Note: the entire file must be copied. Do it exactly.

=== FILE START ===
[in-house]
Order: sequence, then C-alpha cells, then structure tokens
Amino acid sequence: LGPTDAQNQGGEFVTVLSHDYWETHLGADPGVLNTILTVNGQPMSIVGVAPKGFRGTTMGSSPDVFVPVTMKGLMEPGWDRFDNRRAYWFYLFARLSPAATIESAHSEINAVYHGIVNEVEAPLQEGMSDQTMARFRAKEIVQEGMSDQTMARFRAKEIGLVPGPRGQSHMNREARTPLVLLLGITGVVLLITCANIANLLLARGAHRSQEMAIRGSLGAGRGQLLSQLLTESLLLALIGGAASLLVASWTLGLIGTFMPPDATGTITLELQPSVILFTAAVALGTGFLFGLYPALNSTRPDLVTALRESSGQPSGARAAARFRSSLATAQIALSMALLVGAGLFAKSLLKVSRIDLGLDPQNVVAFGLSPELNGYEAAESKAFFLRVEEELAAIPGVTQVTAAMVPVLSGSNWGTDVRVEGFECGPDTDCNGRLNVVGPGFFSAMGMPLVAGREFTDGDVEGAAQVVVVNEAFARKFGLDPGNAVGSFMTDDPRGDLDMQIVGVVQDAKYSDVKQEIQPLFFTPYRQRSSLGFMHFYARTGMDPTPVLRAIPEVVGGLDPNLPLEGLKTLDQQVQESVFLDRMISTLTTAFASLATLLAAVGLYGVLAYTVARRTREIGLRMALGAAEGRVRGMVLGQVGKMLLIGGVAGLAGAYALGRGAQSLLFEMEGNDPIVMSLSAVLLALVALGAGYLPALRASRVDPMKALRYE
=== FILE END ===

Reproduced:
[in-house]
Order: sequence, then C-alpha cells, then structure tokens
Amino acid sequence: LGPTDAQNQGGEFVTVLSHDYWETHLGADPGVLNTILTVNGQPMSIVGVAPKGFRGTTMGSSPDVFVPVTMKGLMEPGWDRFDNRRAYWFYLFARLSPAATIESAHSEINAVYHGIVNEVEAPLQEGMSDQTMARFRAKEIVQEGMSDQTMARFRAKEIGLVPGPRGQSHMNREARTPLVLLLGITGVVLLITCANIANLLLARGAHRSQEMAIRGSLGAGRGQLLSQLLTESLLLALIGGAASLLVASWTLGLIGTFMPPDATGTITLELQPSVILFTAAVALGTGFLFGLYPALNSTRPDLVTALRESSGQPSGARAAARFRSSLATAQIALSMALLVGAGLFAKSLLKVSRIDLGLDPQNVVAFGLSPELNGYEAAESKAFFLRVEEELAAIPGVTQVTAAMVPVLSGSNWGTDVRVEGFECGPDTDCNGRLNVVGPGFFSAMGMPLVAGREFTDGDVEGAAQVVVVNEAFARKFGLDPGNAVGSFMTDDPRGDLDMQIVGVVQDAKYSDVKQEIQPLFFTPYRQRSSLGFMHFYARTGMDPTPVLRAIPEVVGGLDPNLPLEGLKTLDQQVQESVFLDRMISTLTTAFASLATLLAAVGLYGVLAYTVARRTREIGLRMALGAAEGRVRGMVLGQVGKMLLIGGVAGLAGAYALGRGAQSLLFEMEGNDPIVMSLSAVLLALVALGAGYLPALRASRVDPMKALRYE